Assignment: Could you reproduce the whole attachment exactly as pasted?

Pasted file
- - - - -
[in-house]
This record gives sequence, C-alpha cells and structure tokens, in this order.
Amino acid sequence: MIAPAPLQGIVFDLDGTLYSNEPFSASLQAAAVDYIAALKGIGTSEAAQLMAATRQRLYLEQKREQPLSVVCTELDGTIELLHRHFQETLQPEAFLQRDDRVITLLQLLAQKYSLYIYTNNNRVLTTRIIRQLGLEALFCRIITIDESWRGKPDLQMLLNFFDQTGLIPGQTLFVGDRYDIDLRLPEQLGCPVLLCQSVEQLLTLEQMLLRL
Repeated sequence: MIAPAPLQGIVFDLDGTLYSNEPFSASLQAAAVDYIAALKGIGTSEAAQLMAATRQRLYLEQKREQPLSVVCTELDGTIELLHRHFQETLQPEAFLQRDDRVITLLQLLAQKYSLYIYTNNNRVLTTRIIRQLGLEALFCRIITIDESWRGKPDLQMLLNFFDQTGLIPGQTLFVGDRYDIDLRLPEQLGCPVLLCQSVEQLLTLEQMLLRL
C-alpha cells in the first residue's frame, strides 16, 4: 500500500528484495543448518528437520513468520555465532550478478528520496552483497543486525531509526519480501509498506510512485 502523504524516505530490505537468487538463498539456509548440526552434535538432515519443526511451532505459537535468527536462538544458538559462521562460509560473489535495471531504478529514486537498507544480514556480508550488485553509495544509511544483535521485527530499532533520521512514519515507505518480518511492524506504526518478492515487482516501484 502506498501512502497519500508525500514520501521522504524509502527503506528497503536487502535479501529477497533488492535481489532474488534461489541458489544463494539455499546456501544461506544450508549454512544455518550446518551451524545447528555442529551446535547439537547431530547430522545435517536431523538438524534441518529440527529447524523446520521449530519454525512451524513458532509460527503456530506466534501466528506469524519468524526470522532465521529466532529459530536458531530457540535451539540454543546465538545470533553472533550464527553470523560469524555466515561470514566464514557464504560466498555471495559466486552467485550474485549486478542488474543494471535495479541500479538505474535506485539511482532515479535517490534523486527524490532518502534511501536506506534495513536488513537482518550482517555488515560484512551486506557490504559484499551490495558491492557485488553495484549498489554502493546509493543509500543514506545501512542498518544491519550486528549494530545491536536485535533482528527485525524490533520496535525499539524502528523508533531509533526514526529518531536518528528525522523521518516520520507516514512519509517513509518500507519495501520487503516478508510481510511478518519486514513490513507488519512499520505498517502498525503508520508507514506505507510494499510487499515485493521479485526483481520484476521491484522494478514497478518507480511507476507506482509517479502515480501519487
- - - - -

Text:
[in-house]
This record gives sequence, C-alpha cells and structure tokens, in this order.
Amino acid sequence: MIAPAPLQGIVFDLDGTLYSNEPFSASLQAAAVDYIAALKGIGTSEAAQLMAATRQRLYLEQKREQPLSVVCTELDGTIELLHRHFQETLQPEAFLQRDDRVITLLQLLAQKYSLYIYTNNNRVLTTRIIRQLGLEALFCRIITIDESWRGKPDLQMLLNFFDQTGLIPGQTLFVGDRYDIDLRLPEQLGCPVLLCQSVEQLLTLEQMLLRL
Repeated sequence: MIAPAPLQGIVFDLDGTLYSNEPFSASLQAAAVDYIAALKGIGTSEAAQLMAATRQRLYLEQKREQPLSVVCTELDGTIELLHRHFQETLQPEAFLQRDDRVITLLQLLAQKYSLYIYTNNNRVLTTRIIRQLGLEALFCRIITIDESWRGKPDLQMLLNFFDQTGLIPGQTLFVGDRYDIDLRLPEQLGCPVLLCQSVEQLLTLEQMLLRL
C-alpha cells in the first residue's frame, strides 16, 4: 500500500528484495543448518528437520513468520555465532550478478528520496552483497543486525531509526519480501509498506510512485 502523504524516505530490505537468487538463498539456509548440526552434535538432515519443526511451532505459537535468527536462538544458538559462521562460509560473489535495471531504478529514486537498507544480514556480508550488485553509495544509511544483535521485527530499532533520521512514519515507505518480518511492524506504526518478492515487482516501484 502506498501512502497519500508525500514520501521522504524509502527503506528497503536487502535479501529477497533488492535481489532474488534461489541458489544463494539455499546456501544461506544450508549454512544455518550446518551451524545447528555442529551446535547439537547431530547430522545435517536431523538438524534441518529440527529447524523446520521449530519454525512451524513458532509460527503456530506466534501466528506469524519468524526470522532465521529466532529459530536458531530457540535451539540454543546465538545470533553472533550464527553470523560469524555466515561470514566464514557464504560466498555471495559466486552467485550474485549486478542488474543494471535495479541500479538505474535506485539511482532515479535517490534523486527524490532518502534511501536506506534495513536488513537482518550482517555488515560484512551486506557490504559484499551490495558491492557485488553495484549498489554502493546509493543509500543514506545501512542498518544491519550486528549494530545491536536485535533482528527485525524490533520496535525499539524502528523508533531509533526514526529518531536518528528525522523521518516520520507516514512519509517513509518500507519495501520487503516478508510481510511478518519486514513490513507488519512499520505498517502498525503508520508507514506505507510494499510487499515485493521479485526483481520484476521491484522494478514497478518507480511507476507506482509517479502515480501519487